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STORM IN PROGRESS: Solar protons
accelerated by this morning's M9-class solar flare
are streaming past Earth. On the NOAA scale of radiation
storms, this one ranks S3,
which means it could, e.g., cause isolated reboots
of computers onboard Earth-orbiting satellites and
interfere with polar radio communications. An example
of satellite effects: The "snow" in this
SOHO coronagraph movie is caused by protons
hitting the observatory's onboard camera.
FLARE AND CME (UPDATED):
This morning, Jan. 23rd around 0359 UT, big sunspot
1402 erupted, producing a long-duration M9-class
solar flare. The explosion's M9-ranking
puts it on the threshold of being an X-flare, the
most powerful kind. NASA's Solar Dynamics Observatory
captured the flare's extreme ultraviolet flash:
The Solar and Heliospheric Observatory
(SOHO) and NASA's STEREO-B spacecraft detected a
CME rapidly emerging from the blast site: movie.
Analysts at the Goddard Space Weather Lab say the
leading edge of the CME will reach Earth
on Jan. 24 at 14:18UT (+/- 7 hours). Their
forecast track shows that Mars is in the line
of fire, too; the CME will hit the Red Planet during
the late hours of Jan. 25.
This is a relatively substantial and
fast-moving (2200 km/s) CME. Spacecraft in geosynchronous,
polar and other orbits passing through Earth's ring
current and auroral regions could be affected by
the cloud's arrival. In addition, strong geomagnetic
storms are possible, so high-latitude sky watchers
should be alert for auroras. Magnetic
storm alerts: text,
22ND CME IMPACT: Arriving a little
later than expected, a coronal mass ejection (CME)
hit Earth's magnetic field at 0617 UT on Jan. 22nd.
According to analysts at the Goddard Space Weather
Lab, the CME strongly compressed Earth's magnetic
field and briefly exposed satellites in geosynchronous
orbit to solar wind plasma. For the next 24 hours,
Earth's magnetic field reverberated from the impact,
auroras around the Arctic Circle. Bjørn Jørgensen
observed this display from Tromsø, Norway:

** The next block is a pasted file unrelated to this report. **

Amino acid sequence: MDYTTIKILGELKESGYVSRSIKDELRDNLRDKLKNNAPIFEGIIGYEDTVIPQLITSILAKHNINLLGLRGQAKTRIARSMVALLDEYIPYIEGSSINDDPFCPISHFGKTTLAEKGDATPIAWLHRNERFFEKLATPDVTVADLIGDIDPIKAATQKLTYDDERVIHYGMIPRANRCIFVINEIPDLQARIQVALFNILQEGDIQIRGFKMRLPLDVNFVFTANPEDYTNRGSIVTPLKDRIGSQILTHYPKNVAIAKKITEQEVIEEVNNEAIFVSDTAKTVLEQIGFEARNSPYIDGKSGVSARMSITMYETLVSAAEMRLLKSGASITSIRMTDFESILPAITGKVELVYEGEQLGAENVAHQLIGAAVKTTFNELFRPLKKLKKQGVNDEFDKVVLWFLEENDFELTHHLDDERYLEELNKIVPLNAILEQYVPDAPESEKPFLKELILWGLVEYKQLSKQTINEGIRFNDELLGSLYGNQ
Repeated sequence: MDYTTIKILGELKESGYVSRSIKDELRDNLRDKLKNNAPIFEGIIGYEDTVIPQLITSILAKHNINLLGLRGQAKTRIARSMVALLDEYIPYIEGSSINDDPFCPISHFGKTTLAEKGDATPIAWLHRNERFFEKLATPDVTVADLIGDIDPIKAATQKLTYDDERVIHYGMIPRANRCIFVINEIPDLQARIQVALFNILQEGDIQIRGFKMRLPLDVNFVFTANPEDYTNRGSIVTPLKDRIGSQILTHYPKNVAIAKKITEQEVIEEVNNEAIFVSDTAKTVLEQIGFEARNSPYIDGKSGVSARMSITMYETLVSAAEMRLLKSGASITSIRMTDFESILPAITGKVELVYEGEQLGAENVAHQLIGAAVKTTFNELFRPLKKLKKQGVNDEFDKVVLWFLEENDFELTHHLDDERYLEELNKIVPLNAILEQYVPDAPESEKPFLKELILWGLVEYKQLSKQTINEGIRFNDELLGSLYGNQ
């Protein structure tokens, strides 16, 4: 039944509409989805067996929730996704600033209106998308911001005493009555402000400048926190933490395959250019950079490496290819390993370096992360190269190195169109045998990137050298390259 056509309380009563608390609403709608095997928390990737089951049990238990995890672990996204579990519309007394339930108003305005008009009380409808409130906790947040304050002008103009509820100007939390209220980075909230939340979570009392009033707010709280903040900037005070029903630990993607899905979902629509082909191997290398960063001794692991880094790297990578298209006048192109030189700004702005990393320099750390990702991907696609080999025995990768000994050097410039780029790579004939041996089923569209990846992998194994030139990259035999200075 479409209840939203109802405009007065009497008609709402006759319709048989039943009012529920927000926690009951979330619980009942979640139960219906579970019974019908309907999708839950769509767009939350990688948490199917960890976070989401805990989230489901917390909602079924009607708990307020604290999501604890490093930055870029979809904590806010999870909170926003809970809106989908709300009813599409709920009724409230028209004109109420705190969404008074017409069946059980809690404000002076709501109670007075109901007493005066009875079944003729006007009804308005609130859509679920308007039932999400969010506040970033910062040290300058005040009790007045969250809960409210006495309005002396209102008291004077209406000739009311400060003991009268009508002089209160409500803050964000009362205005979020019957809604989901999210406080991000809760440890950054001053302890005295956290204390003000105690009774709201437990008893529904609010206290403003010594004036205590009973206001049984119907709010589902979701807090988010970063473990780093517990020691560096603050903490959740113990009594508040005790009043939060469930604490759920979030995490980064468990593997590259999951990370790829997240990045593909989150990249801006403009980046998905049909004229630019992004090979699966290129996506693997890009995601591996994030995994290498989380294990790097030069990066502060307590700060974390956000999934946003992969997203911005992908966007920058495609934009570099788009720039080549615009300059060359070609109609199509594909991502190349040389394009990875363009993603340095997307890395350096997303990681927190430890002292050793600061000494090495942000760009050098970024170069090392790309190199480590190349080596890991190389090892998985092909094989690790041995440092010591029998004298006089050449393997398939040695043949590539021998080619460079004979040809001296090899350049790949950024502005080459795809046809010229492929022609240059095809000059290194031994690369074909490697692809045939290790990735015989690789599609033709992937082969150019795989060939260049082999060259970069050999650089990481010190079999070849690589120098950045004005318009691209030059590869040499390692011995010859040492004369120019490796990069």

"This was amazing," he says.
"It was a wonderful experience to see these
NOAA forecasters estimate a 10% -
25% chance of continued geomagnetic storms tonight
as effects from the CME impact subside. The odds
will increase again on Jan. 24-25 as a new CME (from
today's M9-clare) approaches Earth. High-latitude
sky watchers should remain alert for auroras. Aurora
2012 Aurora Gallery
[previous Januaries: 2010,
The Jan. 22nd CME also disturbed Earth's
ionosphere. In Atlanta, Georgia, radio engineer
Pieter Ibelings monitored a 4.5 MHz CODAR
(coastal radar) signal as it bounced off layers
of ionization along the US east coast. "The
moment of impact can be clearly seen on the CODAR
radar plot," he points out:
"The CODAR transmitters are located
all around the coast and are used for mapping the
ocean currents to a distance of about 200 miles,"
Ibelings explains. "These signals also propagate
through the ionosphere so they can be picked up
all around the world. The signals are almost perfect
for ionospheric sounding since they are linear chirps.
I capture the chirp with a receiver locked to GPS
both in frequency and time. I then de-chirp the
waveform so I can extract the time of arrival information
at my location."
The CODAR echoes show ionization layers
shifting vertical position by some hundreds of kilometers,
changes that surely affected the propagation of
HF radio signals in the aftermath of the impact.
More information about Ibelings' observations may
be found here.
[previous comets: McNaught,